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Triad Permanent Collection:
Ancient Egyptian Art:

Egypt. Granite. Ramesside Period, 1293-1070 B.C. Lent by the Semitic Museum, Harvard University. L1999.25.1

This sculpture shows the enthroned figures of three deities. In spite of the unfinished state of the statue, the deities may be identified by their distinctive crowns and attributes. The goddess Isis sits on the left, wearing a low platform-crown topped with a sun-disk and cow horns. Her husband, Osiris, is in the center. As the god of the Underworld, Osiris is typically depicted as a mummified man, shown here with his limbs enclosed in the mummy-bandages. On the right is Horus, the falcon-headed son of Isis and Osiris.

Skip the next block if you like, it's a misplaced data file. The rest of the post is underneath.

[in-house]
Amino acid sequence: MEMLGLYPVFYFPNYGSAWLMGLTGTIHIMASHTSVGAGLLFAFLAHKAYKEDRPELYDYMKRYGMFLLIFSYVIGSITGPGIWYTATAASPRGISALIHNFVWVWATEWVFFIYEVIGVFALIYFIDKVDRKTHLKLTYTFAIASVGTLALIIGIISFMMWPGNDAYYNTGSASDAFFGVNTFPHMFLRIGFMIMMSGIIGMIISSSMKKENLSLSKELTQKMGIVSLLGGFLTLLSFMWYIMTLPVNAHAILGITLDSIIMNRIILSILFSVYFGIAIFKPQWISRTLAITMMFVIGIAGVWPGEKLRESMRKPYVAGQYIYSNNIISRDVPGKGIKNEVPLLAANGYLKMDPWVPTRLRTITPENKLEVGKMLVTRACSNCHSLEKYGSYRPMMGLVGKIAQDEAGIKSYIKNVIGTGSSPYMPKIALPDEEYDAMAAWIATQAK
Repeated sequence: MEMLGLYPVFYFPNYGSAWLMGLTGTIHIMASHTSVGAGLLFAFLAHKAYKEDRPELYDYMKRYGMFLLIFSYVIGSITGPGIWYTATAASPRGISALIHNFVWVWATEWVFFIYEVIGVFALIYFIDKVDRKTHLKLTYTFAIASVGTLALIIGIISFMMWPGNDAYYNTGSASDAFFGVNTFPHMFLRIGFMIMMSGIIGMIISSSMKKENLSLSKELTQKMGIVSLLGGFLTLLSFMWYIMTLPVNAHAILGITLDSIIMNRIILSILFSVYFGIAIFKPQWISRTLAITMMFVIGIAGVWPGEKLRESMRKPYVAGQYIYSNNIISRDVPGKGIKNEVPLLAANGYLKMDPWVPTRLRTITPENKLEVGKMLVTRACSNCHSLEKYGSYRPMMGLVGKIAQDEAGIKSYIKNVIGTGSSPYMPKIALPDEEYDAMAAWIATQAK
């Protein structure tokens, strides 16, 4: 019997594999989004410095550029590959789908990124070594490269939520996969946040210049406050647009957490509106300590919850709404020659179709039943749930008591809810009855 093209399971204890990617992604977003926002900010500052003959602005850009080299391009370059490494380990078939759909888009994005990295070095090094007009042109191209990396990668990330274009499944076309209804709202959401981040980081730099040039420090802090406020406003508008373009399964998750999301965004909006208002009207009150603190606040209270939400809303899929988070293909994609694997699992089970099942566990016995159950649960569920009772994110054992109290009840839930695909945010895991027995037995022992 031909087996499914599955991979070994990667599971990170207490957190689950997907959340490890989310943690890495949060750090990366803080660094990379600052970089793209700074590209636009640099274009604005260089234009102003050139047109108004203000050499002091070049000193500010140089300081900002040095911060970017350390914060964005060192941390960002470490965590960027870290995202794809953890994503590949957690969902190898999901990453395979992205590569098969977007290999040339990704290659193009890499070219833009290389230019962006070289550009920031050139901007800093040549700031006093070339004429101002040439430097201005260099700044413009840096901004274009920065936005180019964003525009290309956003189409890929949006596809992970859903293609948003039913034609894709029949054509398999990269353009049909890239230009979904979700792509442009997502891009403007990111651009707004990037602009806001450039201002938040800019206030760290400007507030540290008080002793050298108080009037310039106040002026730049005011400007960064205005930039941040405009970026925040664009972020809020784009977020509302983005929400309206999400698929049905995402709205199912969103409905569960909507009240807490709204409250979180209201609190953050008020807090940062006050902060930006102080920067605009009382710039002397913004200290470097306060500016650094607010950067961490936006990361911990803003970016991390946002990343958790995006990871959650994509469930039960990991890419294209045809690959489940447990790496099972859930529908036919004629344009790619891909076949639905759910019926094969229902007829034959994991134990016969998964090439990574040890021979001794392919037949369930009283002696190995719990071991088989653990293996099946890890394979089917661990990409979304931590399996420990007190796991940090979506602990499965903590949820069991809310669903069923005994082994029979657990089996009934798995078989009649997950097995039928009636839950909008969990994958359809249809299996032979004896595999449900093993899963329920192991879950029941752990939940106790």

Since the statue is neither finished nor inscribed it is unclear where it would have been placed and what its purpose would have been. It is possible that it was intended as a votive statue to be dedicated in the cult center of Osiris at Abydos.

The exhibition of this object is made possible by the Museum Loan Network - a national collection-sharing program funded by the John S. and James L. Knight Foundation and the Pew Charitable Trusts, and administered by MIT's Office of the Arts.

Collections & Exhibitions: | Ancient Near Eastern Art | Art of the Ancient Americas | Asian Art | Greek and Roman Art | Sub-Saharan African Art | Works of Art on Paper

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